Touch-A-Sketch Gives an Old Toy a New Twist

After nearly 60 years and a lot of stairs and squares, there is finally an easier way to draw on an Etch A Sketch®. For their final project in embedded microcontroller class, [Serena, Francis, and Alejandro] implemented a motor-driven solution that takes input from a touch screen.

Curves are a breeze to draw with a stylus instead of joysticks, but it’s still a 2-D plotter and must be treated as such. The Touch-A-Sketch system relies on the toy’s stylus starting in the lower left hand corner, so all masterpieces must begin at (0,0) on the knobs and the touch screen.

The BOM for this project is minimal. A PIC32 collects the input coordinates from the touch screen and sends them to a pair of stepper motors attached to the toy’s knobs. Each motor is driven by a Darlington array that quickly required a homemade heat sink, so there’s even a hack within the hack. The team was unable to source couplers that could deal with the discrepancy between the motor and knob shaft sizes, so they ended up mounting the motors in a small plywood table and attaching them to the stock knobs with Velcro. This worked out for the better, since the Etch A Sketch® screen still has to be reset the old-fashioned way.

They also considered using belts to drive the knobs like this clock we saw a few years ago, but they wanted to circumvent slippage. Pour another glass of your aunt’s high-octane eggnog and watch Touch-A-Sketch draw something festive after the break.

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Balance like a Mountain Goat on this Simple Stewart Platform

No goats were harmed in the making of this 3-DOF Stewart platform for [Bruce Land]’s microcontrollers course at Cornell.

If the name “Stewart platform” doesn’t ring a bell, the video below will help you out. [Team Microgoats] built a small version of the mechanical system commonly seen in flight simulators, opting for 3 DOF  to simplify the design. Their PIC32-controlled steppers can wobble and weave the table in response to inputs from an MPU-6050 six-axis accelerometer embedded in the base of a 3D-printed goat. Said goat appears to serve no other role in the build, but goats are cool, so why not? And if you’ve ever seen a mountain goat frolicking across a sheer vertical rock face like it was walking across a parking lot, you’ll understand the connection to the balance and control offered by a Stewart platform.

[Bruce Land]’s course is always a bonanza of neat projects that pop up in our tipline this time of year, like a POV box fan, a coin cell Rickrolling throwie, and a dynamometer for small electric motors.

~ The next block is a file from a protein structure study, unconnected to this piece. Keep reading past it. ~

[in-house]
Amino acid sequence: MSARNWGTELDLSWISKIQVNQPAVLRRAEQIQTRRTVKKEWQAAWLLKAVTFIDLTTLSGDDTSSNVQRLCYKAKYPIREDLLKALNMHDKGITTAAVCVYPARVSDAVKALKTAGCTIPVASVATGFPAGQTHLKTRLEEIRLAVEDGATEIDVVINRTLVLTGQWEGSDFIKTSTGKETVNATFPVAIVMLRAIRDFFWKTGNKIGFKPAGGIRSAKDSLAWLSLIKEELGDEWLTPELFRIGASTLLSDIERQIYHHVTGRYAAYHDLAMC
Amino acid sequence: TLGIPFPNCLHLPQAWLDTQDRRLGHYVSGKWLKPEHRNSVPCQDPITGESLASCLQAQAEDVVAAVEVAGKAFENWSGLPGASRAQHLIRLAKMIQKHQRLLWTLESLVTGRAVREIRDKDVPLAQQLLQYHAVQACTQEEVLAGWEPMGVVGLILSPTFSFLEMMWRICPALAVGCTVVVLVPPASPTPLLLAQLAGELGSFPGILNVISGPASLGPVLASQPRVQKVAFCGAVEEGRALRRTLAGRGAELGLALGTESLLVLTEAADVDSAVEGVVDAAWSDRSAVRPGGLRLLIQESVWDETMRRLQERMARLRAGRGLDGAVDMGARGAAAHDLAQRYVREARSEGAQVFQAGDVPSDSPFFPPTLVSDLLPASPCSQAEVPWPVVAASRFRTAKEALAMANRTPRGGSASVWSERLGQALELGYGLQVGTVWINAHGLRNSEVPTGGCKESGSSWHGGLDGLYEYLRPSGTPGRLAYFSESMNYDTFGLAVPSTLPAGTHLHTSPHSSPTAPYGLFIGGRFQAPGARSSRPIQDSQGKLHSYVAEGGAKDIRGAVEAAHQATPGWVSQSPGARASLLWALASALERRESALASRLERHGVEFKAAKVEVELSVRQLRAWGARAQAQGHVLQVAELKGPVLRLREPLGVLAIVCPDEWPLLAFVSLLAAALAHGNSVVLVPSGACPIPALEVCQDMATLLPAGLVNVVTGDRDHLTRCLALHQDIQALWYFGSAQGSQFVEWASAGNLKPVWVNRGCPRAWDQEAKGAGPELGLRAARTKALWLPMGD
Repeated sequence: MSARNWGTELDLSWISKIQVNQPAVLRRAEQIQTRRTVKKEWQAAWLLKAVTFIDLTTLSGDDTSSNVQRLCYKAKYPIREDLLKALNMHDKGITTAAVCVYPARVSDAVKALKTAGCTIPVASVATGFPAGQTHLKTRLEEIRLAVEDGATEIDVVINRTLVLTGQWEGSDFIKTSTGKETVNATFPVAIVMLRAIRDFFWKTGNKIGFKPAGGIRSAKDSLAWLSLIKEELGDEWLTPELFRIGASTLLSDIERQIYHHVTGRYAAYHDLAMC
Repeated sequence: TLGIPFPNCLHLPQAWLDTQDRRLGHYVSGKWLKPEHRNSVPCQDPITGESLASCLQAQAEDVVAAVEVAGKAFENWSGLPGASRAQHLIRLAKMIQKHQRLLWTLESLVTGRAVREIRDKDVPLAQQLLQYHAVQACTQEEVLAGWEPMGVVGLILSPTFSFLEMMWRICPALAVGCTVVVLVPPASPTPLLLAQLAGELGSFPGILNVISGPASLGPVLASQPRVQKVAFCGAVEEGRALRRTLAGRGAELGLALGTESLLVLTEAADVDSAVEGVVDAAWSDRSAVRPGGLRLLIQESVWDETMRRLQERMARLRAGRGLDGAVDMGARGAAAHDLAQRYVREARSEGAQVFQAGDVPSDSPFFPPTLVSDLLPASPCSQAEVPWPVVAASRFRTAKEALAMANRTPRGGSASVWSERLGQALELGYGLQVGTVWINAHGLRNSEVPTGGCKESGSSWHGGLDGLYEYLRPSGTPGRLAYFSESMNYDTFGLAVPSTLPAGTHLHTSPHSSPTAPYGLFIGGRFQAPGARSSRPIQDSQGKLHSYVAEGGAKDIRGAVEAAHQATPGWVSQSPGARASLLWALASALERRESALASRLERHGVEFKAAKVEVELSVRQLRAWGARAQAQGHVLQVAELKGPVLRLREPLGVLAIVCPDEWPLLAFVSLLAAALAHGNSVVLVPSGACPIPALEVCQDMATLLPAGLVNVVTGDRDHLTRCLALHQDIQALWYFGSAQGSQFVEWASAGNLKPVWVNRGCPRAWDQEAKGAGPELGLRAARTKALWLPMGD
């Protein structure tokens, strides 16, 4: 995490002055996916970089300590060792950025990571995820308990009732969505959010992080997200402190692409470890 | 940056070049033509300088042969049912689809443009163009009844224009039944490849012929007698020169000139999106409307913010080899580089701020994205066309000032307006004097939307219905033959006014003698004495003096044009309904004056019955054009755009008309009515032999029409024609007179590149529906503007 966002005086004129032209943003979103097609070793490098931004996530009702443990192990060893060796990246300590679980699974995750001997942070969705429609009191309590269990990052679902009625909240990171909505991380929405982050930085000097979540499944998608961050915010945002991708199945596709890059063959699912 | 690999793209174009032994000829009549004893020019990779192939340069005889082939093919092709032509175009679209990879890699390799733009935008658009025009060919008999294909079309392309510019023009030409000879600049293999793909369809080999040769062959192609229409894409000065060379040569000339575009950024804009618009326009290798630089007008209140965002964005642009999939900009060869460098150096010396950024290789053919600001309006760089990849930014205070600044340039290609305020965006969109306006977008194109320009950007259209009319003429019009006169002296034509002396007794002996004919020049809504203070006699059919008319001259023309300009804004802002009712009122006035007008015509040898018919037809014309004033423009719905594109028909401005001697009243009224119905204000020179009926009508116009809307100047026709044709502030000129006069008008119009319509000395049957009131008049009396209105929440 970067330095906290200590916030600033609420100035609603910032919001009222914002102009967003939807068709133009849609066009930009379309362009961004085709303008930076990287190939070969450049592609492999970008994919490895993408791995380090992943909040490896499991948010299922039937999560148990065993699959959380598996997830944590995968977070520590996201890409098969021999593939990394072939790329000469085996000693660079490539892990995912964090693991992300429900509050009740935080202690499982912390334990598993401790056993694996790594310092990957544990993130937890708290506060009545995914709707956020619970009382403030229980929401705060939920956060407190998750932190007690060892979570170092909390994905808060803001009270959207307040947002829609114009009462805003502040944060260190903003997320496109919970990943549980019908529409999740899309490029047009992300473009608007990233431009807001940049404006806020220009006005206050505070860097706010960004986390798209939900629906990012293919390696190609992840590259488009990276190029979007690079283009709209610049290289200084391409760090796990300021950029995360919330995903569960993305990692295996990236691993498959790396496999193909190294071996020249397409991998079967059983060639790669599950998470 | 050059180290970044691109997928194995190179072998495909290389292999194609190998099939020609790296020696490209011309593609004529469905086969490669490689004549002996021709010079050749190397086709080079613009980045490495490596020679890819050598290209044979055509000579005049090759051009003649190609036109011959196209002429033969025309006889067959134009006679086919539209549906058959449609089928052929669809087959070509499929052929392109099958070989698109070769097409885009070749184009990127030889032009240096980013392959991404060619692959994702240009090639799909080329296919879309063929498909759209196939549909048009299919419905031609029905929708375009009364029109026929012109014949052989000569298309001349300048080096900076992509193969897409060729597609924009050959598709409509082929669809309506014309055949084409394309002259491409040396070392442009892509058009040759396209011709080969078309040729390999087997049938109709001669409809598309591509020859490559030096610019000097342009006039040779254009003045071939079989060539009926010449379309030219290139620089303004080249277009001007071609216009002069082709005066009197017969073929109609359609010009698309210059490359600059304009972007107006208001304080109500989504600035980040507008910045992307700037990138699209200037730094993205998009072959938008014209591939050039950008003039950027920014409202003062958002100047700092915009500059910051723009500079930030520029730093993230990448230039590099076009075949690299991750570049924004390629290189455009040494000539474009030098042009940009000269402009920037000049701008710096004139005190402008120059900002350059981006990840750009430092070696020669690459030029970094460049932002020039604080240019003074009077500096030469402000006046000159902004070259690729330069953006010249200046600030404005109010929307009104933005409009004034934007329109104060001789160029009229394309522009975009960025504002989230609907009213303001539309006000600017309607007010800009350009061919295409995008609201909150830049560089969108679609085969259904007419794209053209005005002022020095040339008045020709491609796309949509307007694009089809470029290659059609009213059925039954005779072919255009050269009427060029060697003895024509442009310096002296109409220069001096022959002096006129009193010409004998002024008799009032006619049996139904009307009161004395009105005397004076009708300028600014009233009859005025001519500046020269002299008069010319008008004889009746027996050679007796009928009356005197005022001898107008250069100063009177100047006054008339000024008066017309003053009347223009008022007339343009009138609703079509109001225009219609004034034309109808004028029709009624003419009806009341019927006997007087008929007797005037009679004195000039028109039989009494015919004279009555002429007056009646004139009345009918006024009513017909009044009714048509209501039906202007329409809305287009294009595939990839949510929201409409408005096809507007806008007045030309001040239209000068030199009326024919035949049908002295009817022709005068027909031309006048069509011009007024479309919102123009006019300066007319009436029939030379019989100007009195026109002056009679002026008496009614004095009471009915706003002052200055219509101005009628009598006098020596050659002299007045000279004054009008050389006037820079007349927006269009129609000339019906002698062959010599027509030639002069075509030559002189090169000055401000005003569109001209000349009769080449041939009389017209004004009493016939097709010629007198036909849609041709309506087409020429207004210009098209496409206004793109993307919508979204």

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An Automated Ice Cream Topper For The Ultimate In Zero Effort Desserts

It’s a highly personal facet of the eating experience, the choice of topping applied to your frozen dessert. Everybody has their own preferences when it comes to whipped cream, sprinkles, and chocolate syrup. Should the maintenance of those preferences become a chore, there is a machine for that, and it comes courtesy of [Kristen Vilcans] and [Ramita Pinsuwannakub] in the form of their Cornell University project as students of [Bruce Land]. Their Automated Ice Cream Topper holds profiles for each registered user, and dispenses whipped cream, chocolate sauce, and candy sprinkles onto ice cream at the simple push of a button.

The hardware seems simple enough until you appreciate the many iterations used to ensure that it works smoothly. The bowl of ice cream sits on a motorised turntable, and a can of whipped cream is suspended above it upon rails made from kebab skewers. A servo and lever operates the can to release the cream.  Meanwhile the sprinkles come from an inverted spice jar with a motorised disc to momentary align a hole with the jar’s spout, and the chocolate syrup comes courtesy of an air pump and some plastic tubing. The whole is controlled from a PIC32 microcontroller.

It is refreshing to see that such projects do not have to tackle especially high-tech problems to be extremely successful. We could all dispense our own toppings, but now we know there’s s machine for the task, who wouldn’t want to give it a try!

If ice cream student projects are your thing, perhaps you’d like a 3D printer?

POV Display is FAN-tastic

Persistence-of-vision displays come in all shapes and sizes. But when you get a couple of [Bruce Land’s] students involved, well let’s just say they tend to up the ante. When [Emily] and [Han] decided to make a POV display for their next class project, they did so with style. Unsatisfied with smaller displays they saw on YouTube – they decided to make a larger one out of an old box fan and a DotStar LED strip, which are similar to NeoPixels except they use SPI, which means you can update the LEDs at a much faster rate. This makes them perfect for a POV display!